View Full Version : New-just diagnosed with Class V Lupus Membranous Nephritis

12-12-2011, 07:30 PM
Hey everyone, I am new to the site, searching for anyone who can help out. I was recently diagnosed with Class V Lupus Membranous Nephritis. Nephrologist and Rheumatologist have put me on Plaquenil, Lisinipril, CellCept, and Predisone. Looking to talk with anyone who has the same diagnosis just to compare notes. If anyone is interested please post a message. I am experiencing a lot of side effects from the meds and still a little worried about the more side effects especially from the CellCept. Any help or advice would be greatly appreciated. Thanks!

12-13-2011, 07:25 PM
Welcome Chowell! Things are unusually quiet around here, and I'm sorry there aren't more responses to your post. Please don't take it personally. Everyone just has a lot going on. I don't have lupus nephritis, but I have been on plaquinil and prednisone. Plaquinil was easy for me to tolerate and helped for many years. Unfortunately, I am finding out how much it was helping because I had to stop taking it due to eye toxicity. Just make sure you get your eyes checked every 6 months and you will be fine. Prednisone side effects are very dose dependent. The more you take, the worse the side effects are. I really don't have any at 5mg a day. I haven't tried CellCept, but I am on another immunosupressant (Imuran) and haven't had problems with that, either. There are folks on this site who have had side effects from all of those drugs, so I guess I've been lucky.

Please read through past posts. You can do a search to see if anyone has posted on your specific type of lupus. It is a scary sounding name, so I imagine the disease itself is causing you significant problems. I hope you stick around and continue to post.

12-13-2011, 09:24 PM
hello chowell,
and welcome.
i do not have nephritis either,
but wanted to say hi.

12-14-2011, 07:04 AM
I also don't have Nephritis but someone will come along and send you a relpy :-)
Welcome to the family

01-06-2012, 11:02 AM
Hello and Welcome to our Family;
I do not have Membranous Nephritis either. However, I did some research on the condition and just wanted to provide you with some of the information that I found so that you will have a better understanding of the condition. I do hope that someone else, with personal experience, will respond to you.

Renal disease is a common symptom in SLE and lupus nephritis comprises one-fifth of all cases of renal disease.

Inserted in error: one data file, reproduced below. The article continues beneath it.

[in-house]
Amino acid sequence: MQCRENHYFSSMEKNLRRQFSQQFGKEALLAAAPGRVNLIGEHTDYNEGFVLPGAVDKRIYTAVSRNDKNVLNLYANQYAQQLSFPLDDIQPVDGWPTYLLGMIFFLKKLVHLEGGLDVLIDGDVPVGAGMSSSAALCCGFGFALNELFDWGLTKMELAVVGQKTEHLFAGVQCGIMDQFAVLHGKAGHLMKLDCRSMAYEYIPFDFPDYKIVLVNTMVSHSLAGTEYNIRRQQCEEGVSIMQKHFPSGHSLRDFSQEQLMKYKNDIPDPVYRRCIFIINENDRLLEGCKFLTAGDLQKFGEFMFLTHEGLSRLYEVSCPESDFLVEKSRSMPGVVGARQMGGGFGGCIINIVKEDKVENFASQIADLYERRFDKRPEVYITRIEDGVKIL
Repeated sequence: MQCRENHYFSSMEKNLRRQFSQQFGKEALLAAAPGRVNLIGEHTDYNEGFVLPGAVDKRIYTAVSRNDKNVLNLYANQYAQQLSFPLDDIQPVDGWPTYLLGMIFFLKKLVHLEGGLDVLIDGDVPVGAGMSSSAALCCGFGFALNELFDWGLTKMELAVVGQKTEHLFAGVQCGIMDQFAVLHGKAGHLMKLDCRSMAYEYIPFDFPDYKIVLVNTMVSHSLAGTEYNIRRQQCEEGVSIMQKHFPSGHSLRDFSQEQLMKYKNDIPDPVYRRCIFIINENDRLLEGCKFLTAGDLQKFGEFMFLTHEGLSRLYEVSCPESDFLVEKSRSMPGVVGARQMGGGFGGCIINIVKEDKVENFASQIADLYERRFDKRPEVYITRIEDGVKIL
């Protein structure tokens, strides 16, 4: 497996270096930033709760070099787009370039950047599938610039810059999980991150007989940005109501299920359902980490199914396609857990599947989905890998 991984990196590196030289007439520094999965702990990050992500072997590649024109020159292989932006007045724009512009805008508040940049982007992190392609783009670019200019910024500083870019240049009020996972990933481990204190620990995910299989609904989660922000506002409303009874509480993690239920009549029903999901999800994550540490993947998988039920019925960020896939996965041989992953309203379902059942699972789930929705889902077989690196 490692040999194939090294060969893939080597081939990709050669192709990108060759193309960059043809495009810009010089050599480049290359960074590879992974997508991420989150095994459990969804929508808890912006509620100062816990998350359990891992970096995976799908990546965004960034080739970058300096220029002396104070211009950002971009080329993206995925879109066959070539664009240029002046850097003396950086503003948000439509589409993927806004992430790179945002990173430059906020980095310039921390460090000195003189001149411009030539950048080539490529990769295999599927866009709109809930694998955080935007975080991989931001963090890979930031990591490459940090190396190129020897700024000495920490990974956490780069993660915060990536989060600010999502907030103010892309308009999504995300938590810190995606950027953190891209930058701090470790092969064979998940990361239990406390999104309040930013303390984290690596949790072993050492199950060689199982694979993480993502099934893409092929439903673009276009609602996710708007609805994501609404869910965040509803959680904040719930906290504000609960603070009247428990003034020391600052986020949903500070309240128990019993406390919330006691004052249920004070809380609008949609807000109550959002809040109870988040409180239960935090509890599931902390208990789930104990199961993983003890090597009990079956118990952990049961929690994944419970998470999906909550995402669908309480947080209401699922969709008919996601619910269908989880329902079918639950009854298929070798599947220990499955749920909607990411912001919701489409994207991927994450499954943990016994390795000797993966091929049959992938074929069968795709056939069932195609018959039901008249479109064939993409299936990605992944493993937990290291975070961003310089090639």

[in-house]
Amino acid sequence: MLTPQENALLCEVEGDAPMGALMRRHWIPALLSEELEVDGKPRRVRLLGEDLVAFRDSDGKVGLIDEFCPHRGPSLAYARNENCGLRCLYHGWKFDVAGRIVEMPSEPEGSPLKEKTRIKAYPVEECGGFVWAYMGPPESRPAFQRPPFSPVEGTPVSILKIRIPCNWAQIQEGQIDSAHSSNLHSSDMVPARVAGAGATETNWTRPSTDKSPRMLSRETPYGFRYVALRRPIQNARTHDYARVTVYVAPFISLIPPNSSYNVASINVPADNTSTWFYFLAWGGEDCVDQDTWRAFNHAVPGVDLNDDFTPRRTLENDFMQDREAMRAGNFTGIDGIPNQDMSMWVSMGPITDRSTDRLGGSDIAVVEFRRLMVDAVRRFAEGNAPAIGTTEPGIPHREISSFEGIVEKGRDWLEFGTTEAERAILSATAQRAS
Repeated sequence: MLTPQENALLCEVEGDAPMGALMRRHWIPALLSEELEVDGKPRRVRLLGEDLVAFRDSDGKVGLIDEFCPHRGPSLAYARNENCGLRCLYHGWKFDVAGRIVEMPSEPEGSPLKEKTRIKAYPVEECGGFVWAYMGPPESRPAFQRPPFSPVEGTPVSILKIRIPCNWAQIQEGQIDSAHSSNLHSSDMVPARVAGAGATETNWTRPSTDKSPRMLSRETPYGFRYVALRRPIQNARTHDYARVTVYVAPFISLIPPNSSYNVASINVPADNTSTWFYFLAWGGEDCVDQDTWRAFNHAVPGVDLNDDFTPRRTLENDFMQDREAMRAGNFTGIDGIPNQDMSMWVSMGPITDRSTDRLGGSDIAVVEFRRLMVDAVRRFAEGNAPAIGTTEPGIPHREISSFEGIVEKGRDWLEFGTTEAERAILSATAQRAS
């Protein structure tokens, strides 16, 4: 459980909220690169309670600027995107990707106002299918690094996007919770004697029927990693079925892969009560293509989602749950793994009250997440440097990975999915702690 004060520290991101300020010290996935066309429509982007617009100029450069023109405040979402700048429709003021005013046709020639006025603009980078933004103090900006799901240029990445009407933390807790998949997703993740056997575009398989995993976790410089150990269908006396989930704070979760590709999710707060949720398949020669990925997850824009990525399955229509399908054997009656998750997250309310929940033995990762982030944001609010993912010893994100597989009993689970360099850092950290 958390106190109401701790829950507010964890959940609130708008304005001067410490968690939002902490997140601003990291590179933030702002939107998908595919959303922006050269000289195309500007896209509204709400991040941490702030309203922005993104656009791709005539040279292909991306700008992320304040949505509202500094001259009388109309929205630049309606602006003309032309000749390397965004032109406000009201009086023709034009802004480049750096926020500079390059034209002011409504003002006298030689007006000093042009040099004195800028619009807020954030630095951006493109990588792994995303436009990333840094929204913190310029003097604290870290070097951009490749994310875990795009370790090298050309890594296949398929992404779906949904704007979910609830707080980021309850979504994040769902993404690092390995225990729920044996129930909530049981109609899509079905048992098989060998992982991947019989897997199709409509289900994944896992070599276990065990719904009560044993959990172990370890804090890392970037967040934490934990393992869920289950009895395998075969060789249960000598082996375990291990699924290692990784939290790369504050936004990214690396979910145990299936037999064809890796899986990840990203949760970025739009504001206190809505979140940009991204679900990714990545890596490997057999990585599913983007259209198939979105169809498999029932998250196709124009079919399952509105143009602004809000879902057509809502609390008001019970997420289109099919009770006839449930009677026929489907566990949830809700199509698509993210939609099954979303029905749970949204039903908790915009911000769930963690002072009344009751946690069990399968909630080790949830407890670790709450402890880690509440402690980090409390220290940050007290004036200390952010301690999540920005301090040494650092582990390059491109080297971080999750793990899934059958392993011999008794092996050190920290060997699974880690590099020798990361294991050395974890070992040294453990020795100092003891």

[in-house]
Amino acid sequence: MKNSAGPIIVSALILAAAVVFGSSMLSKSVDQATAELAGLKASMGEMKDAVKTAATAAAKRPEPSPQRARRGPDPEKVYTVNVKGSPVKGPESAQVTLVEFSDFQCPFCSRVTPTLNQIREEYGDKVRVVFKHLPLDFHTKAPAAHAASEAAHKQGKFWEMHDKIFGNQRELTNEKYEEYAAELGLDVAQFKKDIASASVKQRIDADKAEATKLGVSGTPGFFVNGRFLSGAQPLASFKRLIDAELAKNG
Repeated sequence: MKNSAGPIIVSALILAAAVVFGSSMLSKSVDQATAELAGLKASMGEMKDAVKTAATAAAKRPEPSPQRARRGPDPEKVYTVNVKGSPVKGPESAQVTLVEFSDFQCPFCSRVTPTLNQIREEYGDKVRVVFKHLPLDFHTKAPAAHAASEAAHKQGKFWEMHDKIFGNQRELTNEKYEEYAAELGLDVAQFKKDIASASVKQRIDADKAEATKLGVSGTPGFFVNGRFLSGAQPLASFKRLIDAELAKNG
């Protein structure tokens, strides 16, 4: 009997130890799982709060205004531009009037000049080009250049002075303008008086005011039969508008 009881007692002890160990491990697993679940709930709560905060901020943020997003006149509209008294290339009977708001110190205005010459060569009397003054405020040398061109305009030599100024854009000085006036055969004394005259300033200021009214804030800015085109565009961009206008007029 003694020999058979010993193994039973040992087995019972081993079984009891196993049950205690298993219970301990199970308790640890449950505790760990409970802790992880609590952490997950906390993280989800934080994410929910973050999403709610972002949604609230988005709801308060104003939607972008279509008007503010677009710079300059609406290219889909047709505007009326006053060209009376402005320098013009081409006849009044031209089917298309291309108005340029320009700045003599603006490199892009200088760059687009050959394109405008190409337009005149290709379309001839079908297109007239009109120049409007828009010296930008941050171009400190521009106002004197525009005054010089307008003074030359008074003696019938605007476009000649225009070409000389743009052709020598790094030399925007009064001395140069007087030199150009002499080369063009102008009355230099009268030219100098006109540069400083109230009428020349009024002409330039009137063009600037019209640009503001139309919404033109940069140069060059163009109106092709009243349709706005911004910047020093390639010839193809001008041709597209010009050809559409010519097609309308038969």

The two medical terms for the kidney (renal) disease that occurs in systemic lupus erythematosus are lupus nephritis or lupus glomerulonephritis. It is estimated that about one-third of people with lupus will develop nephritis that requires medical evaluation and treatment. Lupus nephritis is an important and potentially serious symptom of lupus.
The loss of protein in the urine from lupus nephritis may then lead to fluid retention with weight gain and swelling (edema). This is often the first symptom noticed of lupus nephritis.

There are very few signs or symptoms of lupus nephritis: It does not cause pain in the abdomen or back. However, when protein leaks from the kidneys, it is eliminated from the body in the urine. Foamy, frothy urine and getting up to urinate during the night can suggest excessive protein loss.The edema generally appears as puffiness in the feet, ankles and legs. This swelling will be absent in the morning, but will gradually worsen as the person walks about during the day. Often the signs of lupus nephritis are seen only in urine studies.

Membranous nephritis is a slowly progressive disease of the kidney that usually affects patients between the ages of 30 and 50 years. This condition is caused by circulating immune complex. The immune complexes are formed by the binding of antibodies to antigens in the glomerula membrane. The antigens may be deposited there from somewhere else by the systemic circulation. The immune complex serves an an activator that triggers a response from the C5b-C9 complememnts, which form a membrane attack complex (MAC) on the glomerula epithelial cells. This, in turn, stimulates the release of proteases and oxidants by the mesangial and epithelial cells, damaging the capillary walls and causing them to become "leaky". In addition, the epithelial cells also seem to secrete an unknown mediator that reduces the nephrin synthesis and distribution.

Lupus Membranous Nephropathy is generally associated with excessive protein loss and edema; it is typically treated with high doses of corticosteroids (such as the Prednisone that you are taking) and sometimes includes treatment with immunosuppressive drugs (such as the Cellcept). Patients with membranous lupus nephropathy should be treated early with angiotensin antagonists to minimize proteinuria, as well as lifestyle changes and appropriate drugs to reduce attendant cardiovascular risk factors. Your treatment regimen fits this recommendation, especially in light of the fact that it is also recommended that corticosteroids (like Prednisone) are of little benefit when used alone. They should be combined with immunosuppressants (such as the Cellcept that you are taking). Immunosuppressants combined with corticosteroids have shown to be effective in slowing down the progression of membranous nephropathy."

I hope that this information has been somewhat helpful to you. Please let us know if you need anything further and please do not hesitate to post if you have any questions, or if you just want to talk :-)

Peace and Blessings